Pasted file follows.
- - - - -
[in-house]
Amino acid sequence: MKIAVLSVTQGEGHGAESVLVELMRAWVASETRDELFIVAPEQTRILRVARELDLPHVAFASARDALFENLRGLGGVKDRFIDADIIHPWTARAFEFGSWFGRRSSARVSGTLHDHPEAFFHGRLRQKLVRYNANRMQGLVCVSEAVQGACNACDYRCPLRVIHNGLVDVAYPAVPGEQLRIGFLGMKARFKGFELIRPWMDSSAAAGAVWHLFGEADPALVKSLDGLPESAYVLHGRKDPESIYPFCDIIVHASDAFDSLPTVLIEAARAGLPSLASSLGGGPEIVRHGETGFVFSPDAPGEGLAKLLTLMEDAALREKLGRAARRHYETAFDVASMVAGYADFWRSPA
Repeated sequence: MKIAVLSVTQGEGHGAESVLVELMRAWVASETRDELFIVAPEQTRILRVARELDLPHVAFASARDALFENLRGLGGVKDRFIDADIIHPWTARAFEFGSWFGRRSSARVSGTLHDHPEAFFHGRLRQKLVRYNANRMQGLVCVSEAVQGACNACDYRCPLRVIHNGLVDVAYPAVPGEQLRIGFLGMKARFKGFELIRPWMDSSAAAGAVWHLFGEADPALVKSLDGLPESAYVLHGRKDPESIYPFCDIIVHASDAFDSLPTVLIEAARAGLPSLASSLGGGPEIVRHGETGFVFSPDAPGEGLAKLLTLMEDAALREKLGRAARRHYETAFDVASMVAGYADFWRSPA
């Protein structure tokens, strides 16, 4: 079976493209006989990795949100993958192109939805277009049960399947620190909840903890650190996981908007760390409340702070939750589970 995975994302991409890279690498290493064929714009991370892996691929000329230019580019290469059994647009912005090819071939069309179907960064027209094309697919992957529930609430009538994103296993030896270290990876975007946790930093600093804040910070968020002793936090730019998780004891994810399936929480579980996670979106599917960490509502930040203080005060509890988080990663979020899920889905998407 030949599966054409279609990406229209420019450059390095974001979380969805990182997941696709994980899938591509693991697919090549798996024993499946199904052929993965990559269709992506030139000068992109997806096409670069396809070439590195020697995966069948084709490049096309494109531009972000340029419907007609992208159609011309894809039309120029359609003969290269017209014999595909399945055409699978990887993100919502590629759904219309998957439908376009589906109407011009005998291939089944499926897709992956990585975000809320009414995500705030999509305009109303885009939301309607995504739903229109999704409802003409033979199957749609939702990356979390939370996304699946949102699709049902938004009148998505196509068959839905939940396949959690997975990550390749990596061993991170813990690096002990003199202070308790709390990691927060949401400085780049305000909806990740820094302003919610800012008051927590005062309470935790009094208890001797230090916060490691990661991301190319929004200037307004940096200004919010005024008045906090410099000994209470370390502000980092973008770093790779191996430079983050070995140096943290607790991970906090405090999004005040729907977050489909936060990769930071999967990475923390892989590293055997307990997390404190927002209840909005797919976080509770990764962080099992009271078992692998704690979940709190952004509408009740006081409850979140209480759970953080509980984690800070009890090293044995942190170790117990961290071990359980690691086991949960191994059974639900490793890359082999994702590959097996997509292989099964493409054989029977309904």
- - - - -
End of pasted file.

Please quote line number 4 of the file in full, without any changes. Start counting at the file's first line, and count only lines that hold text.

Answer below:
């Protein structure tokens, strides 16, 4: 079976493209006989990795949100993958192109939805277009049960399947620190909840903890650190996981908007760390409340702070939750589970 995975994302991409890279690498290493064929714009991370892996691929000329230019580019290469059994647009912005090819071939069309179907960064027209094309697919992957529930609430009538994103296993030896270290990876975007946790930093600093804040910070968020002793936090730019998780004891994810399936929480579980996670979106599917960490509502930040203080005060509890988080990663979020899920889905998407 030949599966054409279609990406229209420019450059390095974001979380969805990182997941696709994980899938591509693991697919090549798996024993499946199904052929993965990559269709992506030139000068992109997806096409670069396809070439590195020697995966069948084709490049096309494109531009972000340029419907007609992208159609011309894809039309120029359609003969290269017209014999595909399945055409699978990887993100919502590629759904219309998957439908376009589906109407011009005998291939089944499926897709992956990585975000809320009414995500705030999509305009109303885009939301309607995504739903229109999704409802003409033979199957749609939702990356979390939370996304699946949102699709049902938004009148998505196509068959839905939940396949959690997975990550390749990596061993991170813990690096002990003199202070308790709390990691927060949401400085780049305000909806990740820094302003919610800012008051927590005062309470935790009094208890001797230090916060490691990661991301190319929004200037307004940096200004919010005024008045906090410099000994209470370390502000980092973008770093790779191996430079983050070995140096943290607790991970906090405090999004005040729907977050489909936060990769930071999967990475923390892989590293055997307990997390404190927002209840909005797919976080509770990764962080099992009271078992692998704690979940709190952004509408009740006081409850979140209480759970953080509980984690800070009890090293044995942190170790117990961290071990359980690691086991949960191994059974639900490793890359082999994702590959097996997509292989099964493409054989029977309904």